How do we build respect and loyalty in the workplace? Let's start with trust.

chris-lawton-218274.jpg

My partner needs to see me every day and if I need to be away I need his permission. He says that if he does not know where I am, he does not really know what I am doing. I know he can always check my e-mails and needs to see my calendar. If I do not answer my phone when he calls, he thinks I just don’t care. I am starting to think my partner does not really trust me and this level of control is just not good for me….

Imagine you lived in that kind of a relationship, one filled with mistrust and lack of respect. Feeling like you need to spend all your time with someone for him or her to truly trust you. Most of us would absolutely refuse to be part of that kind of a partnership and would run as quickly as we could. Yet most of us spend 70% of our week going to work, and are in a “relationship” with our employer who likes to see us there, and if not needs to approve us not being there. “Face time” seems to still be so extremely entrenched as critical in the way we work. If we are truly honest we all know that insistence on 100% face time during work ours is nothing but lazy management. It also destroys the possibility of maximizing staff engagement and loyalty. That being said, face time is not irrelevant, and at times is critical, but it cannot and should not be more important than results and outcomes.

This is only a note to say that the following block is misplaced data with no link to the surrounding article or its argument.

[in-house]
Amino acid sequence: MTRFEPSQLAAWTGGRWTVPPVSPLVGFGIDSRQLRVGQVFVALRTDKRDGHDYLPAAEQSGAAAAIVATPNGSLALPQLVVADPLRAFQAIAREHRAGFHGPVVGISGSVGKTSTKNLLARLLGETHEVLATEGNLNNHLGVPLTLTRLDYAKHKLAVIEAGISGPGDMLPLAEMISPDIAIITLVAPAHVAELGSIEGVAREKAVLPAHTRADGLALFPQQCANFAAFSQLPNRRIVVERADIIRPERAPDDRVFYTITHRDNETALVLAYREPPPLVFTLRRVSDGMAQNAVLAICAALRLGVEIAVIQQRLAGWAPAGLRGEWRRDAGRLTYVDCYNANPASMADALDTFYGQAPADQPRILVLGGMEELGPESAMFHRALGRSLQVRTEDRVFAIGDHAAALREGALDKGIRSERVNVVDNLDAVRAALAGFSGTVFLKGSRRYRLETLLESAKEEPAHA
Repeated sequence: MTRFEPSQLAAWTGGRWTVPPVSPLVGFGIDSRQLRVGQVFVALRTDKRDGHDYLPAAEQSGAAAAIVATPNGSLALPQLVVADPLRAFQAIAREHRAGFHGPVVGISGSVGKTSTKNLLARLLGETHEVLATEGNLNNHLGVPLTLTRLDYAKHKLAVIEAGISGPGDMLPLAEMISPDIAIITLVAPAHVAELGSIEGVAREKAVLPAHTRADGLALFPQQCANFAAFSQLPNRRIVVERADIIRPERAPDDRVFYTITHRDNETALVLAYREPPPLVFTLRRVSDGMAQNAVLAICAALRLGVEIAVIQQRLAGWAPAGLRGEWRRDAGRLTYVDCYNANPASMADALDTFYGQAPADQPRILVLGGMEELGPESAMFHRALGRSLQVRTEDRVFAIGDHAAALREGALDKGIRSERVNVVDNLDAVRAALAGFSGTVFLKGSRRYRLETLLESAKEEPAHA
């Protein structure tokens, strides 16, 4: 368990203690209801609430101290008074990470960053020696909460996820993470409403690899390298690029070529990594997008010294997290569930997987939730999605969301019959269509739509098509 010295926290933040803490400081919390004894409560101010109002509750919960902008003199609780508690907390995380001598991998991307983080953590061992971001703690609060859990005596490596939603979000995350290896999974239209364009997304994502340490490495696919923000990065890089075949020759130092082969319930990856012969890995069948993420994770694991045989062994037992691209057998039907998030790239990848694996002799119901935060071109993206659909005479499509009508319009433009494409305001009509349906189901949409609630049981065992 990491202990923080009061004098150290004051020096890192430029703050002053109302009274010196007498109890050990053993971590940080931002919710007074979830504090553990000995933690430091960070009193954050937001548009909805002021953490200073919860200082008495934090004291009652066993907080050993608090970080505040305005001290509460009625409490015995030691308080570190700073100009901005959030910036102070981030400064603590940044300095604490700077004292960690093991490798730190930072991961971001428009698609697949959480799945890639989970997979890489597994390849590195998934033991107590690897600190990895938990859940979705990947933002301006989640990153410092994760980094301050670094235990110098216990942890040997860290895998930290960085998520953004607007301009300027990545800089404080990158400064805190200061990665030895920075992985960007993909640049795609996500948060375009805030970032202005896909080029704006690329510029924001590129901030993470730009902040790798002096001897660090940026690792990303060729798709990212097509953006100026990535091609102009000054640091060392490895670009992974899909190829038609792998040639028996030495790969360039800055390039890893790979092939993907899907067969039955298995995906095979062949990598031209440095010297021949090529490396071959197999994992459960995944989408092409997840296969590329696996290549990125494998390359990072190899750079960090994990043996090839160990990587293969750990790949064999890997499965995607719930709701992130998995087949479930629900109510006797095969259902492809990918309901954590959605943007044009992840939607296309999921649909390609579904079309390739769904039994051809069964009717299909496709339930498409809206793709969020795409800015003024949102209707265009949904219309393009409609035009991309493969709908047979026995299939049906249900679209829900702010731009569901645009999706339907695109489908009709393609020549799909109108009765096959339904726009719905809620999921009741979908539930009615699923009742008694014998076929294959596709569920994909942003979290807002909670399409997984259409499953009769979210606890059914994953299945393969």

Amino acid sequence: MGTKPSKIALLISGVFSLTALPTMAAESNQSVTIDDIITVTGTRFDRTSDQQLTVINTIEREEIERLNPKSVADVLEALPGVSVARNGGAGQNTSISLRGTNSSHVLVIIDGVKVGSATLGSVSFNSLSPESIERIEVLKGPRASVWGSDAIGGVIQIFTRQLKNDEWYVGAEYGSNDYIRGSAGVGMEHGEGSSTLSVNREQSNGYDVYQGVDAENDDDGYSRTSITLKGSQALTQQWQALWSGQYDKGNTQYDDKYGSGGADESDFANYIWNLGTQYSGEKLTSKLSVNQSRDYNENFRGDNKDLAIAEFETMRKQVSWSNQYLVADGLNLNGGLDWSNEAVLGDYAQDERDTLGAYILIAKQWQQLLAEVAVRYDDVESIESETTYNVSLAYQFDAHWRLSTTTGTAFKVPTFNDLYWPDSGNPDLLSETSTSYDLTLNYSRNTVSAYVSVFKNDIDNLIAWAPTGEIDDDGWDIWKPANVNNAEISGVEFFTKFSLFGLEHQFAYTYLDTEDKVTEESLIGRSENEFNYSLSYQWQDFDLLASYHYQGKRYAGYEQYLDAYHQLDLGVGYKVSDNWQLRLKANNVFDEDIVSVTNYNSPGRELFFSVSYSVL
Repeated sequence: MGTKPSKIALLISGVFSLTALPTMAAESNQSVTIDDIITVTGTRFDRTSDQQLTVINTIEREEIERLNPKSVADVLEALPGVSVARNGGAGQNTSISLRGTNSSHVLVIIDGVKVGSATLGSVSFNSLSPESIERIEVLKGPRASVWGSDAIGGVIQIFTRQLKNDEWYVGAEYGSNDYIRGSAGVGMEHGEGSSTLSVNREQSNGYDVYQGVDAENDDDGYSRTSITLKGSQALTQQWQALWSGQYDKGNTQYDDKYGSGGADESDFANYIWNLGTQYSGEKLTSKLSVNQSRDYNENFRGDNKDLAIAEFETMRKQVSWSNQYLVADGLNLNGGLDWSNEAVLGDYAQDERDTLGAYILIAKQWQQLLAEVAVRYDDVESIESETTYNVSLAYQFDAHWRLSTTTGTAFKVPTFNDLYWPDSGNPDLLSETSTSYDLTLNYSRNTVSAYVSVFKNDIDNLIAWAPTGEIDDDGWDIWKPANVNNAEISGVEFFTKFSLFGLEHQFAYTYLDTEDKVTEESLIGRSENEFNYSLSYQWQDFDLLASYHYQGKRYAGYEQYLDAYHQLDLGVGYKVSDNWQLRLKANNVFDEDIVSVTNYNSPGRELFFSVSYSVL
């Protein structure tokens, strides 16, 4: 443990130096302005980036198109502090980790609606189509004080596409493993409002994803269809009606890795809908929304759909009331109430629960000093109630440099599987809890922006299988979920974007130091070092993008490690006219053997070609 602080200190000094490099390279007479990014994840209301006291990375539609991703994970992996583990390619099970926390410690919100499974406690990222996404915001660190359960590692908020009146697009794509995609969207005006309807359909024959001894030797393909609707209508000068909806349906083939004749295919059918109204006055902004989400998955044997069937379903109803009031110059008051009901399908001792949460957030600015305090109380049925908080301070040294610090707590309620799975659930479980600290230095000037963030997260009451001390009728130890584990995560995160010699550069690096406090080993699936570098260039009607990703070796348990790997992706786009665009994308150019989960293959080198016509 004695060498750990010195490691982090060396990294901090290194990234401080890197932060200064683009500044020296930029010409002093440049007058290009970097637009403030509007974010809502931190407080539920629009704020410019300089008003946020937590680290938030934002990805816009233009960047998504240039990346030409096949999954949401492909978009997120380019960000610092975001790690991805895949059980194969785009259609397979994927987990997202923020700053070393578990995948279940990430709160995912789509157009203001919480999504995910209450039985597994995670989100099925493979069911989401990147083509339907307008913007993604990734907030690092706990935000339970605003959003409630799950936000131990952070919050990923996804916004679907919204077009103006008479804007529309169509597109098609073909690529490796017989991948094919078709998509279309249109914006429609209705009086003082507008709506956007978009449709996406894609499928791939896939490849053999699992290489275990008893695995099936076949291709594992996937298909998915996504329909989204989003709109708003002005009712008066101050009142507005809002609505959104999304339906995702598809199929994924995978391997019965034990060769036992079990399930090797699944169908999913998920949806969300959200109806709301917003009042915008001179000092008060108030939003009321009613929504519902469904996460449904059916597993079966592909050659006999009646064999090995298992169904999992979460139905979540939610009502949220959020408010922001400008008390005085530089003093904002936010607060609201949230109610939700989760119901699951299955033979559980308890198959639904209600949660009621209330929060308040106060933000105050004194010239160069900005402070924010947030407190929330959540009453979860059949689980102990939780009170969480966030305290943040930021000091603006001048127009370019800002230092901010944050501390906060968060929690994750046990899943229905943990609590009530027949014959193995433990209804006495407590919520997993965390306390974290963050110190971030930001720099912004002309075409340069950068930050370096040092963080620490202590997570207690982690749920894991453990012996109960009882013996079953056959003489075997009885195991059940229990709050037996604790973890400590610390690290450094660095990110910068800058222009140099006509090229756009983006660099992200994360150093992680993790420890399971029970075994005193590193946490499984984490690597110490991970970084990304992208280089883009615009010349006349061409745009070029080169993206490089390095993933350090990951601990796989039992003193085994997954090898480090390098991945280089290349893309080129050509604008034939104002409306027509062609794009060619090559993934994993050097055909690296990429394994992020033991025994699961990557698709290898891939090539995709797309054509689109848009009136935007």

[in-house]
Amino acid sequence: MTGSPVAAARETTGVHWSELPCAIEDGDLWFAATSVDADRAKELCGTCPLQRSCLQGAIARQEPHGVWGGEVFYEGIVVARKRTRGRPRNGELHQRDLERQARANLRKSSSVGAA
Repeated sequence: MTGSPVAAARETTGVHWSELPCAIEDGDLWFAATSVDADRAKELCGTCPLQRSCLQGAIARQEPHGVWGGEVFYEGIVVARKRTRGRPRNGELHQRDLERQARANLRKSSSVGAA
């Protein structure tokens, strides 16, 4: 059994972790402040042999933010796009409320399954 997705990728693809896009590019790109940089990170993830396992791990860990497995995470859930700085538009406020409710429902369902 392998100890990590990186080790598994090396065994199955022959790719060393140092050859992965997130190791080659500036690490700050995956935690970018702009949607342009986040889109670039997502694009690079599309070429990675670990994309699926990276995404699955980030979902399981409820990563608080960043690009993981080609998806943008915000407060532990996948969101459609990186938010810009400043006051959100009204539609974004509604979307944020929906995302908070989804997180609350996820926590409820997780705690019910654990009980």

So why don’t we start thinking of the employee – manager relationship in terms of respect and trust - after all we demand and expect this in all other relationships in our lives. Let’s start trusting those who work for us to make the right calls on when they needed to be there in the office, and when they can run out to a kids swimming carnival, or go to that dr appt for their spouse without prior approval, or just go and make sure their grandmother is ok. Let’s make a commitment to respect the work ethic of those in our teams enough to let them make the choices on their allocation of time and presence. Let’s let their work and the results they deliver speak for themselves. And if they do not deliver any, let’s start putting in some true management and leadership in to see if they need more support, or if the role just is not the right fit.

In the end, we all know that a relationship based on trust and respect will only breed loyalty and commitment – anything else results in someone leaving, being miserable or even worse, cheating.

Six ways to bolster your talent pool with flexible work practices

When flexible working is not flexible at all